Writing is solitary and it can be lonely. You spend lots of time in your head, perhaps wondering if anyone will even care.
While you are the only person who can put your butt in the chair and get your words on the page, your writing life will improve if you can find your people.
This is Step 3 of The 4-Step Solution to Getting Your Nonfiction Book Out of Your Head and onto the Page: Seeking Out Community.
Here are some ways I have found my people:
Writers Conferences: In-person writers' conferences have been a huge source of writing community for me. Of course, they are mostly on hold now due to COVID-19, but when they return (and they will!), find one that speaks to your writing interests and fits your budget. When I was just starting out as a memoir writer, I attended the Southampton Writers Conference where I workshopped with luminaries such as Mary Karr and Roger Rosenblatt. As awesome as those experiences were, what was even more valuable were the connections I made with other writers. Two of them, Lesley and Anne, have become lifelong friends and writing partners. For six years we've met (nearly) every month (virtually) to discuss short pieces of writing we've sent out in advance.
I met writing instructor Linda Lowen at Hippocamp, a conference for nonfiction writers that is conveniently held in my new hometown of Lancaster, PA (and is sadly not being held this year). Linda beckoned me over during one of our breaks, and we clicked immediately. A couple of months later, she invited me to a small group retreat she was hosting on the Outer Banks, which I said yes to. Now I have ten other writers who are my people. This is how it works!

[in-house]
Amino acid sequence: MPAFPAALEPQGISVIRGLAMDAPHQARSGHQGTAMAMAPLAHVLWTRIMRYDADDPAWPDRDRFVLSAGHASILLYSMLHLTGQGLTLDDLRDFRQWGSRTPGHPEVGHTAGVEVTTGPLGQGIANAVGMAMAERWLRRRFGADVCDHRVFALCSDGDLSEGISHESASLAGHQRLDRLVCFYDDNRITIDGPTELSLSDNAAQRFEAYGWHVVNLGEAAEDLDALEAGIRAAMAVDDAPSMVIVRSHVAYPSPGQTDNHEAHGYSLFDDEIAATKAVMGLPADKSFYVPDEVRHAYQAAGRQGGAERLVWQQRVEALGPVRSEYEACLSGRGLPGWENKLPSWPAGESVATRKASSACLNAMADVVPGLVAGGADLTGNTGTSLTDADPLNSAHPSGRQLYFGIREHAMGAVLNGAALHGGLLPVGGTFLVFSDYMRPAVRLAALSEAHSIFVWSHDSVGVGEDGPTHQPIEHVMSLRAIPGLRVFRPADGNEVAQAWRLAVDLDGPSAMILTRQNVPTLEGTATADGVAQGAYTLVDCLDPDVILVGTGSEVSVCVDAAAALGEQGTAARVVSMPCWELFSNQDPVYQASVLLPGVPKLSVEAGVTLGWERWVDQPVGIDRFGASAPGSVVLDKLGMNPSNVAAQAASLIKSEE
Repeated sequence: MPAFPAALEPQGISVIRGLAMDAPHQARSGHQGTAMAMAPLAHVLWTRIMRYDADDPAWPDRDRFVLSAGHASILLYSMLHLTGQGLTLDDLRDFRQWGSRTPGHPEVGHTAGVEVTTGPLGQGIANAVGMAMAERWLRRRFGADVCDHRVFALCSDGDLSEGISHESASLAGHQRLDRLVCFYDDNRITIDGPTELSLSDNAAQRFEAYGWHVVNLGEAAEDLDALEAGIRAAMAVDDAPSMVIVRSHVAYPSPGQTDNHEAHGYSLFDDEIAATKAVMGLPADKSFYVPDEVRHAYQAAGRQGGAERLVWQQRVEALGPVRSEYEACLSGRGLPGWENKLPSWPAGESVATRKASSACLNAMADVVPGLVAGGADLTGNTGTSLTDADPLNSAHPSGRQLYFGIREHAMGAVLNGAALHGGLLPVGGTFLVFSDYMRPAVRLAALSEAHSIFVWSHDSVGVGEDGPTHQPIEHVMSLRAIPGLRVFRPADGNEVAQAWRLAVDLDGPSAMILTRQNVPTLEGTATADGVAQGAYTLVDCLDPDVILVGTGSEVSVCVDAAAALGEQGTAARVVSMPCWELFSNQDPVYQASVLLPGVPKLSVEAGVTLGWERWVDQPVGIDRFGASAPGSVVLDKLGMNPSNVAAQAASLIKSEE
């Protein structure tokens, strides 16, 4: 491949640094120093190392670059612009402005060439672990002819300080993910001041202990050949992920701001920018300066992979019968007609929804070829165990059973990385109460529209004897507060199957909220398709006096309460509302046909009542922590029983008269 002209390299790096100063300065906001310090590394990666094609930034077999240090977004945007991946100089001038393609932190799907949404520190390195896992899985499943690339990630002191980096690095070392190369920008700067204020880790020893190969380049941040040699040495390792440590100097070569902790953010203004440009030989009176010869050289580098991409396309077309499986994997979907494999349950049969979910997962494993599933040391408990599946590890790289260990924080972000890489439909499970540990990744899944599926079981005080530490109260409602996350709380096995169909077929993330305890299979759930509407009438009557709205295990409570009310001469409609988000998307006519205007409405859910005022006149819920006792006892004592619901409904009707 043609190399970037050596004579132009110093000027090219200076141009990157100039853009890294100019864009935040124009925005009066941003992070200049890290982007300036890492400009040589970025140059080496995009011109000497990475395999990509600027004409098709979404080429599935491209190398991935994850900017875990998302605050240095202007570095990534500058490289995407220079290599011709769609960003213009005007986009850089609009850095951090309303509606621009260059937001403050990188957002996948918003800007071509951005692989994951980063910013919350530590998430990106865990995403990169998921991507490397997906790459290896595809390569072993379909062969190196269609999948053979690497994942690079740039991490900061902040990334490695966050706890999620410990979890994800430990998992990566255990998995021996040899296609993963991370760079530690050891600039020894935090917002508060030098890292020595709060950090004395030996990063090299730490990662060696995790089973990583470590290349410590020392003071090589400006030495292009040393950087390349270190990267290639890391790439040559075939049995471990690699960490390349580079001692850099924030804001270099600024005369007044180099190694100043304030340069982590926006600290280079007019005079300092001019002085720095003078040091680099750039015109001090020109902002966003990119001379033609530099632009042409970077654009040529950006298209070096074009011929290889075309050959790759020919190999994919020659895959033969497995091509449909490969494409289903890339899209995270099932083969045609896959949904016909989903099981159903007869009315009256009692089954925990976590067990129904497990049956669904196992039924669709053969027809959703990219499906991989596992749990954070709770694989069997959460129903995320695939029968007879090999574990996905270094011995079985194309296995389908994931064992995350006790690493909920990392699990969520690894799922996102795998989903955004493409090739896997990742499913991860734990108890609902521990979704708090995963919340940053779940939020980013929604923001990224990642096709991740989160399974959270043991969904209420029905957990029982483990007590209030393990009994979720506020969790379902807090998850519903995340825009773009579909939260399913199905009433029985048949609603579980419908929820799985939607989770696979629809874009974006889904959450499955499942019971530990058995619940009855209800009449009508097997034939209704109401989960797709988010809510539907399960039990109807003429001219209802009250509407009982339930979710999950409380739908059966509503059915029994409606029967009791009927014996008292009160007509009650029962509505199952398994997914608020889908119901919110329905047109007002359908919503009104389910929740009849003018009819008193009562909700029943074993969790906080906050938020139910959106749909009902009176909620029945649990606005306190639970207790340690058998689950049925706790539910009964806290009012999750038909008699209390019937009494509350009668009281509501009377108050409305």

Online forums: There are many groups for writers on Facebook, most notably the various Binders groups, which are for female-identified writers. They are a great source of information and support. Note: You need to be invited into a Binders group by another member.
In-person meetups: Many cities have in-person writing meetups (now meeting online). The one I belong to, Lancaster Write Now, has a simple format: We meet once a month from 6:30-8:30 pm in a co-working space, share snacks and conversation for 30 minutes, write in silence for 60, and then converse and snack for 30 more. It's amazing how much writing you can get done in 60 uninterrupted minutes.
Virtual or in-person co-writing dates: I've been hosting a weekly co-writing date for my book coaching clients, which I opened up to other women writers during the COVID-19 quarantine. It's been a great simple way to get your butt in the chair and connect with other writers.
Your writing community doesn't have to be large or complicated. Even one other writer you can count on and trust can work. Pick a time each week to write together. Make a plan to share pages on a regular basis. Set your ground rules and boundaries and stick with them.
Find your people and share your successes and your struggles with them. The rest of the people in your life may be less interested :) Ask your writer friends to help hold you accountable (see Step 2: Put Your Butt in the Chair). Return the favor to them. Writing is hard enough work. Finding your people makes it a little easier.